In the Amur-Heilong Basin well-being of most salmon runs depends on conditions in forest streams in mountainous areas, where it spawns. In this respect condition of salmon runs of particular streams serves as useful indicator of integrity of entire watershed ecosystem.
In Russian Far East most extensive research on the subject was completed by cooperation between forest hydrologists and ichthyologists, mostly on rivers of Sakhalin Island in the 1960s-1980s, and then it’s results were for decades shelved as contradicting logging policies of Russia. Summary of research results were collected and published by NGOs “Sakhalin Watch,” “Wild Nature of Sakhalin” only in 2005. (Soloviev, Mezhennaya editors. Forest and Salmon. Yuzhno-Sakhalinsk.2005)
Logging in watersheds has very complex influence on surface flow, erosion patterns, temperature, and thaw patterns in rivers of the Far East. Substantial change in forest cover leads to degradation of soil cover and negative changes in local microclimate. According to comparative research natural forest cover in a watershed of spawning river cannot be reduced below 50 percent without detrimental consequences for spawning salmon. Low technological discipline in real-life logging operations leads to inevitable damage to salmon runs despite well-meaning protective measures prescribed in logging plans. Increasing water turbidity, use of streambeds for transportation and storage, spills of petrochemicals were observed at all researched sites. If adhering to better standards is impossible in practice, the most cost-effective solution is to abstain from logging in watersheds of spawning rivers, thus preserving economically valuable fish stocks. Reproduction rate (efficacy) of pink salmon in similar unaffected rivers was compared to Nerpichia River where logging lasted for 10 years and Peskovskaya River with three years of logging operations. Reproduction on Nerpichia River was 13.6 percent, and on Peskovskaya river 36.4 percent of that on rivers with unaffected watershed. Accelerated sedimentation during post-spawning period in the fall was considered the most obvious factor limiting reproductive success of salmon.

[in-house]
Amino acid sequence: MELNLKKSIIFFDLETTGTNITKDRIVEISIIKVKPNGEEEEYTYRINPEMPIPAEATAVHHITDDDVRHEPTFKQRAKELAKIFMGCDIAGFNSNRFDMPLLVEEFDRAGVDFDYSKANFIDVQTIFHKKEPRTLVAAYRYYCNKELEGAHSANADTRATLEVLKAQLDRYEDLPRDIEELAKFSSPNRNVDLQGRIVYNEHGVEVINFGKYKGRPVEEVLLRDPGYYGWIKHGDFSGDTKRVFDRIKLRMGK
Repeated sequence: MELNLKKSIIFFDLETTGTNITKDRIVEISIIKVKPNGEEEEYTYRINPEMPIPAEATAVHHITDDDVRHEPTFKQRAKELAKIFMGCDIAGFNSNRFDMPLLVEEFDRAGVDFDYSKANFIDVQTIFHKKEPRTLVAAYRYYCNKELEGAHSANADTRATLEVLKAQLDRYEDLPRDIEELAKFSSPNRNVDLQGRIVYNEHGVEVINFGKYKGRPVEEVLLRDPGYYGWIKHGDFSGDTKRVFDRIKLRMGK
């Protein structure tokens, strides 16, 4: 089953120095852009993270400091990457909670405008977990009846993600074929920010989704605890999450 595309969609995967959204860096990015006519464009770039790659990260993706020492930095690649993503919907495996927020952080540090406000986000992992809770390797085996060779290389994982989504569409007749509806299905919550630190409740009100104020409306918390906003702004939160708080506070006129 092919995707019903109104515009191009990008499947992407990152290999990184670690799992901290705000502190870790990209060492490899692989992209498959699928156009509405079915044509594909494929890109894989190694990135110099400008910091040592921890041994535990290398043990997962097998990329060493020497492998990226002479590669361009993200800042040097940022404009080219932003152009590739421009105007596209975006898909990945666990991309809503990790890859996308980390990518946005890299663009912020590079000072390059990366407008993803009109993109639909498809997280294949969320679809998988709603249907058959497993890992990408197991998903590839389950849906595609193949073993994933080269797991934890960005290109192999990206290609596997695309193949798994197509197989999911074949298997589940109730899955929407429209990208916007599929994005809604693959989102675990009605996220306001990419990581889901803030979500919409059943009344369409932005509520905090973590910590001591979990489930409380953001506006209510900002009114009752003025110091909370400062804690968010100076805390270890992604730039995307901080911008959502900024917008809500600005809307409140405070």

Following this research stricter control measures were declared by national and provincial authorities and one-kilometer wide “spawning river protection forests” put into a special management category exempt from logging. However inspections conducted in 2002 disclosed that on the majority of spawning rivers these regulations were never observed by logging companies. In 2001 salmon fisheries in Sakhalin contributed 60 percent of local budget, while forestry accounted only for 1.6 percent, therefore logging in salmon watersheds was incurring huge losses to local economy at large.
Such evidence spurred thinking in other RFE regions and a set of recommendations for watershed forest protection was developed for rivers of Sikhote-Alin Mountain ridge in Primorsky Province. (Opritova R.A. Influence of logging on river hydrology in Primorsky Province. Vladivostok. Institute of Biological and Soil Sciences FEBRAS.1988). These recommendations allow for logging in 25 percent of the elementary watershed area, but put forward very detailed instructions regarding distribution of logging areas, limits of annual cut, size of logging patches and many other technical detail. Watersheds smaller than 300 sq. km should be excluded from logging. This science-based guidelines were never incorporated into any legally-binding regional logging regulations.
Logging (Photo by V.Solkin)